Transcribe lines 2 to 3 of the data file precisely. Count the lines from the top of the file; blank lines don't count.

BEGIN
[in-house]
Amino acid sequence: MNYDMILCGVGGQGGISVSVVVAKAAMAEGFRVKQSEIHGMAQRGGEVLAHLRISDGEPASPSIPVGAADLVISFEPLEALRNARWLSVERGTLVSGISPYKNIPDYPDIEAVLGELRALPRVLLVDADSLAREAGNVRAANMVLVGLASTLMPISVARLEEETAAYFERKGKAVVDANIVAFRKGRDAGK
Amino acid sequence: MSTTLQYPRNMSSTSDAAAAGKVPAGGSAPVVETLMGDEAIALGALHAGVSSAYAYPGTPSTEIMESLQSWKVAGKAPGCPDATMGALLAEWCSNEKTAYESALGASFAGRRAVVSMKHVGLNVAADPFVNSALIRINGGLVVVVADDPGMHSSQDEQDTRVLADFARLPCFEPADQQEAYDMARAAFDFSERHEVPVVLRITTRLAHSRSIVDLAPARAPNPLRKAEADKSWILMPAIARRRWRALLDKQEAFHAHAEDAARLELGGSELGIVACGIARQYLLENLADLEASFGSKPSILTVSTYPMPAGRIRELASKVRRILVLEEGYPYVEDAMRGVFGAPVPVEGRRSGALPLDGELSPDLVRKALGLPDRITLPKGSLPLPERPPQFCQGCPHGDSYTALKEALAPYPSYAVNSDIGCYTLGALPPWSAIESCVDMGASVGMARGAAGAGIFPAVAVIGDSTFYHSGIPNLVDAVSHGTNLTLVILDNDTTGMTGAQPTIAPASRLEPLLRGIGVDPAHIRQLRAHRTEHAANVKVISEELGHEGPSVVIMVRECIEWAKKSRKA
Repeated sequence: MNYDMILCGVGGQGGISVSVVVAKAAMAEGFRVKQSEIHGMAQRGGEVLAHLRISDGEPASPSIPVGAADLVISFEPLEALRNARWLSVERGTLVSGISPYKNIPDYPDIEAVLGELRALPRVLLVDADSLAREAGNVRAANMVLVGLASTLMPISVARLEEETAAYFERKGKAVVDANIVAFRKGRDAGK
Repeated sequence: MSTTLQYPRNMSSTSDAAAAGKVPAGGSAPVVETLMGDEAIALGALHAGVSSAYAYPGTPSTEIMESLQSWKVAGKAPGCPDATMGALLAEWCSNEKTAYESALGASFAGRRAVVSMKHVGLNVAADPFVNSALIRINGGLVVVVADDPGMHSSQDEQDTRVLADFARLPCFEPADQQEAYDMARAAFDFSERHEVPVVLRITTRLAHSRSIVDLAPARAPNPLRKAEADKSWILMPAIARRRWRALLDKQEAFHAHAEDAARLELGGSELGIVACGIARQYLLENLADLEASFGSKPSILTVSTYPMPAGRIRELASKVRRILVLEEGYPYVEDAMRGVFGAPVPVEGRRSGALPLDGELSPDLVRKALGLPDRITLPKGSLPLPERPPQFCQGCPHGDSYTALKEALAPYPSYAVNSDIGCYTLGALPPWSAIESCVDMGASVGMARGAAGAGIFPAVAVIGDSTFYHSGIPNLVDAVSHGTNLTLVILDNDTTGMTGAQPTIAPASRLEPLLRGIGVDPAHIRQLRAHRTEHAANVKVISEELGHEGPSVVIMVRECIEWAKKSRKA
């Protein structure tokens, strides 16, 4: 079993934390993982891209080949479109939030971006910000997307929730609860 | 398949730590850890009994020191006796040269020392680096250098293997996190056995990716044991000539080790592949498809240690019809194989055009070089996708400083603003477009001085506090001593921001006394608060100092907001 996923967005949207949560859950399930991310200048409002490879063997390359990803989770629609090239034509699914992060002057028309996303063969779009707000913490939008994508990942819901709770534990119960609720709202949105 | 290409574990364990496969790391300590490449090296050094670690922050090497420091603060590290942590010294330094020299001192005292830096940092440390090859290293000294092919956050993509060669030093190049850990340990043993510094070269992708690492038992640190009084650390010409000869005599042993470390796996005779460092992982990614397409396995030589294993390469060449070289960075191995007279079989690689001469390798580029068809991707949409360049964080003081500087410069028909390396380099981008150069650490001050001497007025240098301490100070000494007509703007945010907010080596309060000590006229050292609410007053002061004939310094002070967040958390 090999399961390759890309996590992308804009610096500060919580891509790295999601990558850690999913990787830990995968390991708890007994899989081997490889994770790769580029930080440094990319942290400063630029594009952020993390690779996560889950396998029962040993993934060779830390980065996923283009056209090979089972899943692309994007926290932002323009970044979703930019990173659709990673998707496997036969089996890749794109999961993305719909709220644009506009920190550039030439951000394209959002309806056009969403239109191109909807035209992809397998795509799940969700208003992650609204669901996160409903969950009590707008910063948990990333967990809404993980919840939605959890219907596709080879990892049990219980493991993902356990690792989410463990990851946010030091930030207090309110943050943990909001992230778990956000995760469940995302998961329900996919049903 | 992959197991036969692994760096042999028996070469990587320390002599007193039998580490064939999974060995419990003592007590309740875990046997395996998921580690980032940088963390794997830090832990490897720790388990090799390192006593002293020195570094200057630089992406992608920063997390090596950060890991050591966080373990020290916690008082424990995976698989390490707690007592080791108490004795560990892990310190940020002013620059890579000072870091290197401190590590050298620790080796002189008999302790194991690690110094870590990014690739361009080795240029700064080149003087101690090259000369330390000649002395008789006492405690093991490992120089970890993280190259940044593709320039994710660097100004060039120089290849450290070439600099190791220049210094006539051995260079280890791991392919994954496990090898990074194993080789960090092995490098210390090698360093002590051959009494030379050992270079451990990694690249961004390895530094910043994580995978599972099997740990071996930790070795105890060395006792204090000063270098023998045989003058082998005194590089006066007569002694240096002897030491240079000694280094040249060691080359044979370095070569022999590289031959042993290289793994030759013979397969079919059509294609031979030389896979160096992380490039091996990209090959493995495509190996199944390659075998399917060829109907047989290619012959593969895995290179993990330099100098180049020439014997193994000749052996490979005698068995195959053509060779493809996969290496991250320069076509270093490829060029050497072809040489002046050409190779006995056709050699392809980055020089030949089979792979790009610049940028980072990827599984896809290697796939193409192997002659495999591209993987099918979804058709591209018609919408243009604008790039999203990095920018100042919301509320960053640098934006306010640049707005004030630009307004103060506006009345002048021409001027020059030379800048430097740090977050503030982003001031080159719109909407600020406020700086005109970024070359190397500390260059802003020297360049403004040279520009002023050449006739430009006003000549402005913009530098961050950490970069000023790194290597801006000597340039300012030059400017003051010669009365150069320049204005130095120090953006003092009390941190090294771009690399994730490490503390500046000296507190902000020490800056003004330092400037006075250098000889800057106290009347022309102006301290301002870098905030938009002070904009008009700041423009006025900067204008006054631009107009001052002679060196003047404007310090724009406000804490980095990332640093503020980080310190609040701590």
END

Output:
Amino acid sequence: MNYDMILCGVGGQGGISVSVVVAKAAMAEGFRVKQSEIHGMAQRGGEVLAHLRISDGEPASPSIPVGAADLVISFEPLEALRNARWLSVERGTLVSGISPYKNIPDYPDIEAVLGELRALPRVLLVDADSLAREAGNVRAANMVLVGLASTLMPISVARLEEETAAYFERKGKAVVDANIVAFRKGRDAGK
Amino acid sequence: MSTTLQYPRNMSSTSDAAAAGKVPAGGSAPVVETLMGDEAIALGALHAGVSSAYAYPGTPSTEIMESLQSWKVAGKAPGCPDATMGALLAEWCSNEKTAYESALGASFAGRRAVVSMKHVGLNVAADPFVNSALIRINGGLVVVVADDPGMHSSQDEQDTRVLADFARLPCFEPADQQEAYDMARAAFDFSERHEVPVVLRITTRLAHSRSIVDLAPARAPNPLRKAEADKSWILMPAIARRRWRALLDKQEAFHAHAEDAARLELGGSELGIVACGIARQYLLENLADLEASFGSKPSILTVSTYPMPAGRIRELASKVRRILVLEEGYPYVEDAMRGVFGAPVPVEGRRSGALPLDGELSPDLVRKALGLPDRITLPKGSLPLPERPPQFCQGCPHGDSYTALKEALAPYPSYAVNSDIGCYTLGALPPWSAIESCVDMGASVGMARGAAGAGIFPAVAVIGDSTFYHSGIPNLVDAVSHGTNLTLVILDNDTTGMTGAQPTIAPASRLEPLLRGIGVDPAHIRQLRAHRTEHAANVKVISEELGHEGPSVVIMVRECIEWAKKSRKA